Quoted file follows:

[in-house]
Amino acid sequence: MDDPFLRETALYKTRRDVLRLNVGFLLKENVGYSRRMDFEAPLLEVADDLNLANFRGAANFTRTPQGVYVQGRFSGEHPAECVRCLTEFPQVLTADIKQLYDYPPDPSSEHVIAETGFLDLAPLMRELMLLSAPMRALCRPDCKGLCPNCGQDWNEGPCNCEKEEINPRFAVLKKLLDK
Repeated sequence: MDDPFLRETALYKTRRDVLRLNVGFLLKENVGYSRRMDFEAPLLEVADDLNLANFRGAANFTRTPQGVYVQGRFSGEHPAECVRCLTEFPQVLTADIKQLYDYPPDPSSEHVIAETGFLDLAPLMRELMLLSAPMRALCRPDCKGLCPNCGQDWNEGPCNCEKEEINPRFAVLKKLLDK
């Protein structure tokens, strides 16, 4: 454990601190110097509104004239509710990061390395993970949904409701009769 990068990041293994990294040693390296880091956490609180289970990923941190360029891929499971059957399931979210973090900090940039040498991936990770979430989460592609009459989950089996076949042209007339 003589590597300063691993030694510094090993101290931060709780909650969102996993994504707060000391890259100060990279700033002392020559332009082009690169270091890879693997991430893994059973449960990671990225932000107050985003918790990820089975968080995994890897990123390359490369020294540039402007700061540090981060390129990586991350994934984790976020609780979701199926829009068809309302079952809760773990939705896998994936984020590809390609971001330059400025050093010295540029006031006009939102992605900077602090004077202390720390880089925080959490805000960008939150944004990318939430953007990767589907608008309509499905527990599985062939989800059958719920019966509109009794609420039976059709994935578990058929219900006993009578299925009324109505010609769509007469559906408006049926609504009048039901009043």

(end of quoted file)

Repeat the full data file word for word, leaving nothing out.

[in-house]
Amino acid sequence: MDDPFLRETALYKTRRDVLRLNVGFLLKENVGYSRRMDFEAPLLEVADDLNLANFRGAANFTRTPQGVYVQGRFSGEHPAECVRCLTEFPQVLTADIKQLYDYPPDPSSEHVIAETGFLDLAPLMRELMLLSAPMRALCRPDCKGLCPNCGQDWNEGPCNCEKEEINPRFAVLKKLLDK
Repeated sequence: MDDPFLRETALYKTRRDVLRLNVGFLLKENVGYSRRMDFEAPLLEVADDLNLANFRGAANFTRTPQGVYVQGRFSGEHPAECVRCLTEFPQVLTADIKQLYDYPPDPSSEHVIAETGFLDLAPLMRELMLLSAPMRALCRPDCKGLCPNCGQDWNEGPCNCEKEEINPRFAVLKKLLDK
């Protein structure tokens, strides 16, 4: 454990601190110097509104004239509710990061390395993970949904409701009769 990068990041293994990294040693390296880091956490609180289970990923941190360029891929499971059957399931979210973090900090940039040498991936990770979430989460592609009459989950089996076949042209007339 003589590597300063691993030694510094090993101290931060709780909650969102996993994504707060000391890259100060990279700033002392020559332009082009690169270091890879693997991430893994059973449960990671990225932000107050985003918790990820089975968080995994890897990123390359490369020294540039402007700061540090981060390129990586991350994934984790976020609780979701199926829009068809309302079952809760773990939705896998994936984020590809390609971001330059400025050093010295540029006031006009939102992605900077602090004077202390720390880089925080959490805000960008939150944004990318939430953007990767589907608008309509499905527990599985062939989800059958719920019966509109009794609420039976059709994935578990058929219900006993009578299925009324109505010609769509007469559906408006049926609504009048039901009043």